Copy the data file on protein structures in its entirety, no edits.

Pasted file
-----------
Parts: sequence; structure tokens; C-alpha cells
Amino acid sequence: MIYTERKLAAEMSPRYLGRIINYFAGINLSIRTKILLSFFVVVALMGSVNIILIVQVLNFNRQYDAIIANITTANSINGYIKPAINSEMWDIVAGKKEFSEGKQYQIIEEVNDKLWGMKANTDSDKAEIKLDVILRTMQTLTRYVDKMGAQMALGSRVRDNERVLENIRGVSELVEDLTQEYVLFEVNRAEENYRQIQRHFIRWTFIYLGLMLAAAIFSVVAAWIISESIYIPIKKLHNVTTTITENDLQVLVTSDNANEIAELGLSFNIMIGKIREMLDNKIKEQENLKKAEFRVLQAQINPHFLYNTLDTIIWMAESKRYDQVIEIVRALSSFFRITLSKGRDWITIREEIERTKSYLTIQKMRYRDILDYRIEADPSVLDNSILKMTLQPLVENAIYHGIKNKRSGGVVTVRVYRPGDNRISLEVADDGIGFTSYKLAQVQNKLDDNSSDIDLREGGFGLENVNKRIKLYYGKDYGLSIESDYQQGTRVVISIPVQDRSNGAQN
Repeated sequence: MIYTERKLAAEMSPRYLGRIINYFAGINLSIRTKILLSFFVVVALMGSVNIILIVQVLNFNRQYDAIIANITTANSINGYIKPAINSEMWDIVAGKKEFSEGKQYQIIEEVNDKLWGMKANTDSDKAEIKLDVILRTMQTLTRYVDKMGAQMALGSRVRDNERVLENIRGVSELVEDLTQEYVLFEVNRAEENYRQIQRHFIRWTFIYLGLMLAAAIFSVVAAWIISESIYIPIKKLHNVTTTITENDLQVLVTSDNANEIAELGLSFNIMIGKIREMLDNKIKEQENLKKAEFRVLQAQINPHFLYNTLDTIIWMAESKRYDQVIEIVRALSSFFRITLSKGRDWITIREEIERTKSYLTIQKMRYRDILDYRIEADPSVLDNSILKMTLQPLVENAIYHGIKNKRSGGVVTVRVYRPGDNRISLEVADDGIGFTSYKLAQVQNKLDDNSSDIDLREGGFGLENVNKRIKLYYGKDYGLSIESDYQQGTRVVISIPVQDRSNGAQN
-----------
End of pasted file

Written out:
Parts: sequence; structure tokens; C-alpha cells
Amino acid sequence: MIYTERKLAAEMSPRYLGRIINYFAGINLSIRTKILLSFFVVVALMGSVNIILIVQVLNFNRQYDAIIANITTANSINGYIKPAINSEMWDIVAGKKEFSEGKQYQIIEEVNDKLWGMKANTDSDKAEIKLDVILRTMQTLTRYVDKMGAQMALGSRVRDNERVLENIRGVSELVEDLTQEYVLFEVNRAEENYRQIQRHFIRWTFIYLGLMLAAAIFSVVAAWIISESIYIPIKKLHNVTTTITENDLQVLVTSDNANEIAELGLSFNIMIGKIREMLDNKIKEQENLKKAEFRVLQAQINPHFLYNTLDTIIWMAESKRYDQVIEIVRALSSFFRITLSKGRDWITIREEIERTKSYLTIQKMRYRDILDYRIEADPSVLDNSILKMTLQPLVENAIYHGIKNKRSGGVVTVRVYRPGDNRISLEVADDGIGFTSYKLAQVQNKLDDNSSDIDLREGGFGLENVNKRIKLYYGKDYGLSIESDYQQGTRVVISIPVQDRSNGAQN
Repeated sequence: MIYTERKLAAEMSPRYLGRIINYFAGINLSIRTKILLSFFVVVALMGSVNIILIVQVLNFNRQYDAIIANITTANSINGYIKPAINSEMWDIVAGKKEFSEGKQYQIIEEVNDKLWGMKANTDSDKAEIKLDVILRTMQTLTRYVDKMGAQMALGSRVRDNERVLENIRGVSELVEDLTQEYVLFEVNRAEENYRQIQRHFIRWTFIYLGLMLAAAIFSVVAAWIISESIYIPIKKLHNVTTTITENDLQVLVTSDNANEIAELGLSFNIMIGKIREMLDNKIKEQENLKKAEFRVLQAQINPHFLYNTLDTIIWMAESKRYDQVIEIVRALSSFFRITLSKGRDWITIREEIERTKSYLTIQKMRYRDILDYRIEADPSVLDNSILKMTLQPLVENAIYHGIKNKRSGGVVTVRVYRPGDNRISLEVADDGIGFTSYKLAQVQNKLDDNSSDIDLREGGFGLENVNKRIKLYYGKDYGLSIESDYQQGTRVVISIPVQDRSNGAQN